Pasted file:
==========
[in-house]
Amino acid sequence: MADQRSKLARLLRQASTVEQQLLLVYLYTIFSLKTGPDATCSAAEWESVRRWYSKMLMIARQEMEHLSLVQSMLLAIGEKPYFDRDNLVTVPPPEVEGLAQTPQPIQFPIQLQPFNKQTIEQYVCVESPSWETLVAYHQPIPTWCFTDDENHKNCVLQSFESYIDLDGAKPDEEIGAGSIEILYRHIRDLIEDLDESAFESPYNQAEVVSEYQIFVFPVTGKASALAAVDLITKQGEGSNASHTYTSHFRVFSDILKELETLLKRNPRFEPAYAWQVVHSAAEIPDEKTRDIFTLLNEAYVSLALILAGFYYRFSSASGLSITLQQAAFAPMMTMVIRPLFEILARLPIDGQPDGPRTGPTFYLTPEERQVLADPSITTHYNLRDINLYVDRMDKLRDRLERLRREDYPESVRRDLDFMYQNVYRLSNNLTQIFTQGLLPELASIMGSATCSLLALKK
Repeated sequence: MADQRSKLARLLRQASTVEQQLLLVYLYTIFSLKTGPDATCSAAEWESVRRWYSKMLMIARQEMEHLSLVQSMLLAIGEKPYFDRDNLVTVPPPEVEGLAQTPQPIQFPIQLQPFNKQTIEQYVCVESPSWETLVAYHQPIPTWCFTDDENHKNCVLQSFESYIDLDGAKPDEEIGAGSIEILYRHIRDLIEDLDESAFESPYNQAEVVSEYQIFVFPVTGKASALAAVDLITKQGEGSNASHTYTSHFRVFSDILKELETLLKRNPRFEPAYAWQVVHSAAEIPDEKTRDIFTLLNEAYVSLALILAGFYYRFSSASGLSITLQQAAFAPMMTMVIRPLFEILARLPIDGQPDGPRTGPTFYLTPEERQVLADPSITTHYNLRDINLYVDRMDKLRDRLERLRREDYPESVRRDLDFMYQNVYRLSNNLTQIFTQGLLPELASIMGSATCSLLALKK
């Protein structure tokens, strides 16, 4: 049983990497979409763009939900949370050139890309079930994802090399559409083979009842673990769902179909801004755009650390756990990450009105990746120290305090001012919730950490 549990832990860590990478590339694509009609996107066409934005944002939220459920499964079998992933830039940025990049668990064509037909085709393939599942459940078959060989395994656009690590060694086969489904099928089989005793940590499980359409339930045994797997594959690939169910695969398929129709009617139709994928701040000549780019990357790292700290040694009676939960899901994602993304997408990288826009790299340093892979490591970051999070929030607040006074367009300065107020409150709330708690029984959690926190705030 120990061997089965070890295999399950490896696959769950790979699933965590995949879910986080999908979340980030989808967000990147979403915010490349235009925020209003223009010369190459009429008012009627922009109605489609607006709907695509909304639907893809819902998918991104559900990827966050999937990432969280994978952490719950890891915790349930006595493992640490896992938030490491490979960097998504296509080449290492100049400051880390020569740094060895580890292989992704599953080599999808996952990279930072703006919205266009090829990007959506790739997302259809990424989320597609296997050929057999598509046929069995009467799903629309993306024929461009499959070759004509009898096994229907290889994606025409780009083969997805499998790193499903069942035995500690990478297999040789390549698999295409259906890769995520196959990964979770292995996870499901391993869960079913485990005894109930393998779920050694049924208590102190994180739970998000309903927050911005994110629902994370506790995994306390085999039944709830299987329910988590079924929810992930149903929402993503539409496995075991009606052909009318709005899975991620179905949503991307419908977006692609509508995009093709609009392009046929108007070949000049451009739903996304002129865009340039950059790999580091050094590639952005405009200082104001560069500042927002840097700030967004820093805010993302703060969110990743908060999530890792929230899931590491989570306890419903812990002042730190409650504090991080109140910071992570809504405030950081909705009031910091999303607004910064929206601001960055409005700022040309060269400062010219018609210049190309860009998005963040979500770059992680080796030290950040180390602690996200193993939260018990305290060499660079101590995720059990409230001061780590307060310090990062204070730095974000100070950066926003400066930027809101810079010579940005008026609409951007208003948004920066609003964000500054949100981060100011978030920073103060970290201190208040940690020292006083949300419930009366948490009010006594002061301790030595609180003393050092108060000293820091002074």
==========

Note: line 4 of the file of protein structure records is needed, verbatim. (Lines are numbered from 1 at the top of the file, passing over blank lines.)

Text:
């Protein structure tokens, strides 16, 4: 049983990497979409763009939900949370050139890309079930994802090399559409083979009842673990769902179909801004755009650390756990990450009105990746120290305090001012919730950490 549990832990860590990478590339694509009609996107066409934005944002939220459920499964079998992933830039940025990049668990064509037909085709393939599942459940078959060989395994656009690590060694086969489904099928089989005793940590499980359409339930045994797997594959690939169910695969398929129709009617139709994928701040000549780019990357790292700290040694009676939960899901994602993304997408990288826009790299340093892979490591970051999070929030607040006074367009300065107020409150709330708690029984959690926190705030 120990061997089965070890295999399950490896696959769950790979699933965590995949879910986080999908979340980030989808967000990147979403915010490349235009925020209003223009010369190459009429008012009627922009109605489609607006709907695509909304639907893809819902998918991104559900990827966050999937990432969280994978952490719950890891915790349930006595493992640490896992938030490491490979960097998504296509080449290492100049400051880390020569740094060895580890292989992704599953080599999808996952990279930072703006919205266009090829990007959506790739997302259809990424989320597609296997050929057999598509046929069995009467799903629309993306024929461009499959070759004509009898096994229907290889994606025409780009083969997805499998790193499903069942035995500690990478297999040789390549698999295409259906890769995520196959990964979770292995996870499901391993869960079913485990005894109930393998779920050694049924208590102190994180739970998000309903927050911005994110629902994370506790995994306390085999039944709830299987329910988590079924929810992930149903929402993503539409496995075991009606052909009318709005899975991620179905949503991307419908977006692609509508995009093709609009392009046929108007070949000049451009739903996304002129865009340039950059790999580091050094590639952005405009200082104001560069500042927002840097700030967004820093805010993302703060969110990743908060999530890792929230899931590491989570306890419903812990002042730190409650504090991080109140910071992570809504405030950081909705009031910091999303607004910064929206601001960055409005700022040309060269400062010219018609210049190309860009998005963040979500770059992680080796030290950040180390602690996200193993939260018990305290060499660079101590995720059990409230001061780590307060310090990062204070730095974000100070950066926003400066930027809101810079010579940005008026609409951007208003948004920066609003964000500054949100981060100011978030920073103060970290201190208040940690020292006083949300419930009366948490009010006594002061301790030595609180003393050092108060000293820091002074």